Two Duval County parents say their son is struggling to find balance in his education.
Their 15-year-old is autistic and high-functioning on the spectrum; a combination that's keeping him in a limbo that threatens his future.
An estimated one in 139 children in Florida are autistic. Parents Tim and Darlene Miller say their son Mitchell has had an Individualized Education Plan since the fifth grade.
"Every spectrum kid is not the same - autism has got to be the most misunderstood disability on the planet," Darlene says. "[Mitchell] actually loves school; he loves learning. Math and science are one of his favorite subjects."
Mitchell, a sophomore, attends regular classes and hopes to attend a four-year college to pursue a career in information technology one day.
His parents say despite test scores - typically A's - his report card reflects something different.
"We were informed that the district average for the PSAT was 800 and Mitchell has an 1100, but he still looks at himself as stupid because he's failing his classes," Darlene says. "It's frustrating. I don't know what to do for him."
The Millers say they've gone through the accommodations process and describe their son as intellectually above average but emotionally immature.
"He gets easily overwhelmed with classwork; he'll spend hours trying to get one thing perfect," says Tim. "Are we hopeful? Yes. But am I optimistic? No."
A representative for Duval County Public Schools said in response to First Coast News request for options available to high functioning autistic students struggling with courses:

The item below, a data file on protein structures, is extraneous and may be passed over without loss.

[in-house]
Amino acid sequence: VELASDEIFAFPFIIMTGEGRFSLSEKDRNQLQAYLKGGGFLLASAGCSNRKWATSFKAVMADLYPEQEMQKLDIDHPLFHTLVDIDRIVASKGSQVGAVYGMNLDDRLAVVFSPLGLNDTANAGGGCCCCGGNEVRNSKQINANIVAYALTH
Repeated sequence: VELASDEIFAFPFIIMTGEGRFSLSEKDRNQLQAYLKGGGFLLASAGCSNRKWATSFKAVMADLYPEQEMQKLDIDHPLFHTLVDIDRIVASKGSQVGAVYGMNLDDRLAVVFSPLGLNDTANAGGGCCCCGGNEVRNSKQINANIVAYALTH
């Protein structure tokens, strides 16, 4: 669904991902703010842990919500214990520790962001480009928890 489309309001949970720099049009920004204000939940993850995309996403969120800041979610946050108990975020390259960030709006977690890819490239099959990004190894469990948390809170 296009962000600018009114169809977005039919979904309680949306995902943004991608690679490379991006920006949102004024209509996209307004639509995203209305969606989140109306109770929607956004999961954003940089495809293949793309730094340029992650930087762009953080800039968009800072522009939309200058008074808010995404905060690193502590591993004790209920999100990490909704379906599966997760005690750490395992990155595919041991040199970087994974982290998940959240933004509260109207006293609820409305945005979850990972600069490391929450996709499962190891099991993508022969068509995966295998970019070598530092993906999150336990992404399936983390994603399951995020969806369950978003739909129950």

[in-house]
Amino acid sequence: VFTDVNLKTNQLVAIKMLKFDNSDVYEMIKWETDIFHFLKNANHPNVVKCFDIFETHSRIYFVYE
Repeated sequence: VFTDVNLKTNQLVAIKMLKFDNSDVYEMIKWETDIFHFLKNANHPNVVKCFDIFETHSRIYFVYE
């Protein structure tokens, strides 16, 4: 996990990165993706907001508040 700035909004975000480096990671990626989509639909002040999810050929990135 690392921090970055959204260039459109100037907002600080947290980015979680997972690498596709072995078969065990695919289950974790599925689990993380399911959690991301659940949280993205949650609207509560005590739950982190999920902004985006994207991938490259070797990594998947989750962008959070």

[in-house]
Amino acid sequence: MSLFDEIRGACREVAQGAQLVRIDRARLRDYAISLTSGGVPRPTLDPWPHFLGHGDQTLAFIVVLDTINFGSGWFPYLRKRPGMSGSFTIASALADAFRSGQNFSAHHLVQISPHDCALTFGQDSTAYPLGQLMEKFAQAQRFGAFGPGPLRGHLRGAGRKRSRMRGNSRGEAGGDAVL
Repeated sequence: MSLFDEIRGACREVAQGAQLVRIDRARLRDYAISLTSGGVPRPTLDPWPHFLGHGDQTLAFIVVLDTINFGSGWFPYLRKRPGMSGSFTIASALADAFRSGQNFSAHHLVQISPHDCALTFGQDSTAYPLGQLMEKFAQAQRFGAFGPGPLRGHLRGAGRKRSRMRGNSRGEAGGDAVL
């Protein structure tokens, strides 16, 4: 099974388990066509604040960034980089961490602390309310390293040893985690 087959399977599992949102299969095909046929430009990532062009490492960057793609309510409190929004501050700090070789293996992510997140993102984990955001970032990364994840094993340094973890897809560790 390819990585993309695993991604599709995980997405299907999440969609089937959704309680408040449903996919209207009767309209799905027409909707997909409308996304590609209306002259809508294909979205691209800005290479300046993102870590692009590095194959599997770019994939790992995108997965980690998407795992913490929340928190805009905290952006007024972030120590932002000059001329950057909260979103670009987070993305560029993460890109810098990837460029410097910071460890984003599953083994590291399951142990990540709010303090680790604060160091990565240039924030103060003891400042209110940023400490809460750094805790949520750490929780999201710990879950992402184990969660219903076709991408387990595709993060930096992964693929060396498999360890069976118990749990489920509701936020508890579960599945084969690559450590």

Students who have been found eligible for exceptional education support through the Autism Spectrum category are provided specific support in the least restrictive environment based on their Individualized Education Plans (IEP). For students who are supported in general education classrooms, in-class instructional supports and services are provided by either the Exceptional Education Teacher, or the appropriate service provider as indicated on the student’s IEP. These students also receive instructional and assessment accommodations as identified by the IEP team and placed in their Individual Education Plans (IEP).
By statute, any parent of a student supported through exceptional education may request an IEP review at any time. The IEP team must convene at a mutually agreeable time to address the specific request. If the parent’s does not agree with the IEP team’s decision, the parent may enact procedural safeguards and contest the team’s decision.